Late last week, the Murray County Senior Center hosted the five Republican candidates running for the Georgia House District 5 special election at a meet-and-greet style event.
The Murray County Republican Party served as the facilitators, with Chairman Kevin Jones as the leader of the introductory event. The five Republicans in the six-candidate race – Matt Barton, Steven Cochran, Larry Massey, Scott Tidwell and Jesse Vaughn – all attended, saying a few words to attendees regarding their campaign, platforms and goals if elected.
Jones, who was pleased with the turnout, was appreciative of those who came out to support candidates who were their family members and friends during the holiday season.
“None of you will be able to fill John Meadows’ shoes,” Jones said, speaking to the legacy of the late representative who chaired the powerful rules committee and was a leader for Northwest Georgia at the Capitol. “But you’ll be starting your next chapter for our district and our community. Thank you for your hard work and willingness to step up. It takes a special man to do that.”
The following is a brief outline of the candidates’ speeches that were presented at Thursday’s meeting — in alphabetical order.
A lifelong Gordon County resident, Matt Barton, 46, is an owner of a courier business that specializes in healthcare. He previously served on the Calhoun Board of Education as well as the Calhoun City Council. He was also elected the District 1 president of the Georgia Municipal Association.
With 25 years of experience in business and 10 years in the political sector, Barton knows he has what it takes to represent Gordon and Murray counties in the House, he said. Some of his main focuses include education, abortion, health care and efficient government spending. Barton is passionate about supporting the first and second amendments as well as lowering taxes, he said.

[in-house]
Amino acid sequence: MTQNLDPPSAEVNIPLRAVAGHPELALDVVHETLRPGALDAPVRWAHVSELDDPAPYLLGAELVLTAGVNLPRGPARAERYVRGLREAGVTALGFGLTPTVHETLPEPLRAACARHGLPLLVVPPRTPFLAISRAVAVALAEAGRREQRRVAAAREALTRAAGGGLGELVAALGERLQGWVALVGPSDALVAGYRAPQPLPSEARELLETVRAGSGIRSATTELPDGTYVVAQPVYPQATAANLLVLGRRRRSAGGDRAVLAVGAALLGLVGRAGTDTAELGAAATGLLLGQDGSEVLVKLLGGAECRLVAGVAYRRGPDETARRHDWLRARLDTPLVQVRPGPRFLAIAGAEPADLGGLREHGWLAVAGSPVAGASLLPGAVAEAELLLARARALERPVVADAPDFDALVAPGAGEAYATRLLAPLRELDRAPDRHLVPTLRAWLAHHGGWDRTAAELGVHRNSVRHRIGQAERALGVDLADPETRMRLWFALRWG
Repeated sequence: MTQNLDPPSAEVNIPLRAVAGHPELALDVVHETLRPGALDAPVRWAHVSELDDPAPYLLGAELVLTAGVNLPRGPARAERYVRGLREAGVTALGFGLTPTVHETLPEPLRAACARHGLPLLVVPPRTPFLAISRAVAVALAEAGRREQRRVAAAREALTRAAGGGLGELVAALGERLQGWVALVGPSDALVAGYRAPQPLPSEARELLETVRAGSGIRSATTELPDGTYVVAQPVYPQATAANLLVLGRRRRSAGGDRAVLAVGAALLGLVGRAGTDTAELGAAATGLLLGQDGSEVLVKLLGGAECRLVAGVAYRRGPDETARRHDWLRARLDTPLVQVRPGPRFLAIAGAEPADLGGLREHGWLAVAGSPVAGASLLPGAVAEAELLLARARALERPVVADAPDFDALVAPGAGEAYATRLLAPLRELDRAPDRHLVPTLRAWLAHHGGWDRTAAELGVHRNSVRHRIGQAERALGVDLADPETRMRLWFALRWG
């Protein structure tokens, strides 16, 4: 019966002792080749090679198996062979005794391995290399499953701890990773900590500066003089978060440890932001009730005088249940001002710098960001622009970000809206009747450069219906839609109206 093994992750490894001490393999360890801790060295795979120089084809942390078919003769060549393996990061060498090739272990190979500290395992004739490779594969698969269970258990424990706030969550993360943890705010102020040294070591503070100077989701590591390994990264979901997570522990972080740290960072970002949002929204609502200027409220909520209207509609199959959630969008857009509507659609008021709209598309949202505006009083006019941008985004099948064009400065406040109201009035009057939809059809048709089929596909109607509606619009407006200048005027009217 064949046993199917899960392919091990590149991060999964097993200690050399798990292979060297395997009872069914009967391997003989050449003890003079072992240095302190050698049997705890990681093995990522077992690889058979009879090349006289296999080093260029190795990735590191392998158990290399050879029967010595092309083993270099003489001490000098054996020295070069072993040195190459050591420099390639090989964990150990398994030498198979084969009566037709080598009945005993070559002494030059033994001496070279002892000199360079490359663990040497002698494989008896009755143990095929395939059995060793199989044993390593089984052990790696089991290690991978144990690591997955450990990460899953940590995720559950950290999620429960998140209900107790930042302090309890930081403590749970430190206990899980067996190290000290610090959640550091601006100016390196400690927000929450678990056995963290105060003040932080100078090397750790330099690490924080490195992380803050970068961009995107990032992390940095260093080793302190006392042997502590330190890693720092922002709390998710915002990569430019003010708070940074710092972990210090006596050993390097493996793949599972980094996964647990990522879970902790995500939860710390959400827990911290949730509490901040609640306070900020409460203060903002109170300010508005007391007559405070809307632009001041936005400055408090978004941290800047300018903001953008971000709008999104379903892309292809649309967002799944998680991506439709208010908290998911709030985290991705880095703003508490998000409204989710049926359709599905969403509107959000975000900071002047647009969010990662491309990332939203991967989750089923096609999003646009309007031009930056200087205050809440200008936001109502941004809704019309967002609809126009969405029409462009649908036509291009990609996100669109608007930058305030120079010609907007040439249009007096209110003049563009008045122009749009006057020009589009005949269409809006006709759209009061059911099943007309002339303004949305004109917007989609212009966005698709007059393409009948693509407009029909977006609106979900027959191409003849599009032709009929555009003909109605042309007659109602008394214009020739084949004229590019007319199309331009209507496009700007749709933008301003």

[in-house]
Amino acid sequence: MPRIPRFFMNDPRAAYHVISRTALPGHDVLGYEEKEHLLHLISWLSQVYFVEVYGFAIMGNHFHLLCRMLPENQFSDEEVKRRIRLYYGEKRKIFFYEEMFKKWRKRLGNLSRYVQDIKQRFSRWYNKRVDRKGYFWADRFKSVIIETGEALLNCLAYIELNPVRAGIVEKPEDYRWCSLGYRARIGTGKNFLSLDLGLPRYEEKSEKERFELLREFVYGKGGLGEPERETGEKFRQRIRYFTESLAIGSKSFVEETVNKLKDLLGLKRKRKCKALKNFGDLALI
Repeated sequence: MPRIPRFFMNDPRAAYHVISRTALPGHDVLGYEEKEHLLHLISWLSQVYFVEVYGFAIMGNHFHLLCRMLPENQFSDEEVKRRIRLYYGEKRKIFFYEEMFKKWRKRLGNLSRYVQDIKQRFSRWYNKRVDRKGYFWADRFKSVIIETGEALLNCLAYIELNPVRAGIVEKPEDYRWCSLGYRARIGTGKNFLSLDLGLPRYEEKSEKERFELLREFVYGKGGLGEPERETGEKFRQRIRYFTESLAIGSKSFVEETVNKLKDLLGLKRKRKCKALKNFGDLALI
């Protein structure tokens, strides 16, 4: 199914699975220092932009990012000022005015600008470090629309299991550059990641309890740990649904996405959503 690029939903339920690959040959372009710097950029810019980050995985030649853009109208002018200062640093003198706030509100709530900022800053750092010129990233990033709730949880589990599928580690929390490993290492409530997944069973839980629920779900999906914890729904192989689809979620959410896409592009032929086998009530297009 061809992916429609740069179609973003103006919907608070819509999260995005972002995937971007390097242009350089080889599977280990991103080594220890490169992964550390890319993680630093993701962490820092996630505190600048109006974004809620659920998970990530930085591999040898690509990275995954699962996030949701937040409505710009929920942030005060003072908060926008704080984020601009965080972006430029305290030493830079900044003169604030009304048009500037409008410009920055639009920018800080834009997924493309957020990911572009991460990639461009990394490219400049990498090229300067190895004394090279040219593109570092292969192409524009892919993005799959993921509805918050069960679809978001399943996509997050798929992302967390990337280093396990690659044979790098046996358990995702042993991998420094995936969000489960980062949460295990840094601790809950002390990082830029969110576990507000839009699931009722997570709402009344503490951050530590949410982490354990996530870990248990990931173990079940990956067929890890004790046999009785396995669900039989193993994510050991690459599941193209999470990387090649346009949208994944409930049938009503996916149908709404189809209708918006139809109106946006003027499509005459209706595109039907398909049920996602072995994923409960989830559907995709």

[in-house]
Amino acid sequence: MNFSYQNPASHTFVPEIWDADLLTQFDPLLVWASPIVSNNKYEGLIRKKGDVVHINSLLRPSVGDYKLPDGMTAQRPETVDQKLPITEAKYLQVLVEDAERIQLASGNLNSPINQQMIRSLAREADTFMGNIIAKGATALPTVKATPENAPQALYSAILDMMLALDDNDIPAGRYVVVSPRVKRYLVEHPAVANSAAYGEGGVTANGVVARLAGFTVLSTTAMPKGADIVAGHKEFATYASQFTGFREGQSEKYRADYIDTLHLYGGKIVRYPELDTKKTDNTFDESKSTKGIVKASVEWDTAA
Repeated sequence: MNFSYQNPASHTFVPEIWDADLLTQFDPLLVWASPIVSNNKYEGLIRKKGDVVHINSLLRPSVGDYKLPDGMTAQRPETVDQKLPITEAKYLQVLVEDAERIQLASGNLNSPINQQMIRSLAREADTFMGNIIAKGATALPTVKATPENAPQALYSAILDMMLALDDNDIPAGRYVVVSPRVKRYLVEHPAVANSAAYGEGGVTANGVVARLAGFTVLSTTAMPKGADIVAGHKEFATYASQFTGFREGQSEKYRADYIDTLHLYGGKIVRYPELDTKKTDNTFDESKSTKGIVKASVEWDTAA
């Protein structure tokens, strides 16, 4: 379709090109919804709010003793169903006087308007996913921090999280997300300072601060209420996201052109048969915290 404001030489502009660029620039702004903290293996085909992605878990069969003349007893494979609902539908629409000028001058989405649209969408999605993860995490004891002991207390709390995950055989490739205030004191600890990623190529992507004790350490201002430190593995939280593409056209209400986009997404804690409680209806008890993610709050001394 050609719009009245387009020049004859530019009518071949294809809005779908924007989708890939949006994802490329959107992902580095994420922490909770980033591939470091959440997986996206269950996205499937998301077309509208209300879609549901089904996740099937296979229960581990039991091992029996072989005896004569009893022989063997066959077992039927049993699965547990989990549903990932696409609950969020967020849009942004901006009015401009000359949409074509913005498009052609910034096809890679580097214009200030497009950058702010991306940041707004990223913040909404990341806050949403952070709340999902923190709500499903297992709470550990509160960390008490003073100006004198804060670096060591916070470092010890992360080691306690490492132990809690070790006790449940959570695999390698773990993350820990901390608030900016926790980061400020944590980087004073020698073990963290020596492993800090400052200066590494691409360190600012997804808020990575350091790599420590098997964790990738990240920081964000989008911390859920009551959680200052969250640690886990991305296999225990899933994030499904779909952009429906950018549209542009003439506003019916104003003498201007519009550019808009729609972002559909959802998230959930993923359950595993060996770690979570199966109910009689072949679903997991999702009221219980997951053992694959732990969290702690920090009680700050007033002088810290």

“I have a curve when it comes to business,” Barton said, explaining that he’s had experience with million-dollar budgets through his company. “I work to provide the needed services to the citizens in the most cost-effective way. I have an established record of voting to reduce waste and improve operational efficiency.”
One other important current event Barton wants to work towards changing is immigration policies.
“Our country is built on immigration, and the chances are, most people in this room had ancestors that immigrated here,” he said. “But it needs to be done the right way, the legal way. We need to make it harder to come here illegally.”
Barton is supported by his wife and two daughters during his campaign and pledges to continue to educate himself through training the state may offer or personal political research if elected to the House.
“I want to serve our community in this district,” the conservative Gordon Central graduate said.
Another Gordon County native, Steven Cochran, 63, is also in the race for the Georgia House. Not only was Cochran born and raised in the area, but so were his parents and grandparents. He spent his life as the owner of a moving company before retirement. His approach to this campaign is to help small business owners and lower taxes, he said.
“I want to figure out a way to try to reward people for making a hard, honest living,” Cochran said.
This candidate never graduated from college, but learning from his personal history of education, Cochran wants to encourage more young people to go to technical schools in order to learn vocational trades. Having skilled workers in the workforce is something Cochran wants to normalize should he be elected, as he believes all varying degrees of education are significant to a society.
Some of the other issues Cochran is interested in reforming include immigration, mental health for the public, immigration and disability programs.
“The state has closed down mental health facilities and it’s not good for us or (the patients) that were forced onto the streets,” he said. “Something needs to be done to help those people.”
Cochran is a regular attendee of a local church and works with food banks that feed the elderly, but is also aware that government handouts need to have boundaries.
“I don’t have all the answers, but I’m willing to listen,” Cochran said at Thursday’s meeting. “I’m looking to help you and I’m looking for you also to help me.”
A Marine pilot veteran who has lived in the Gordon County area with his family for 12 years, Larry Massey, 52, is another candidate who is in the competition.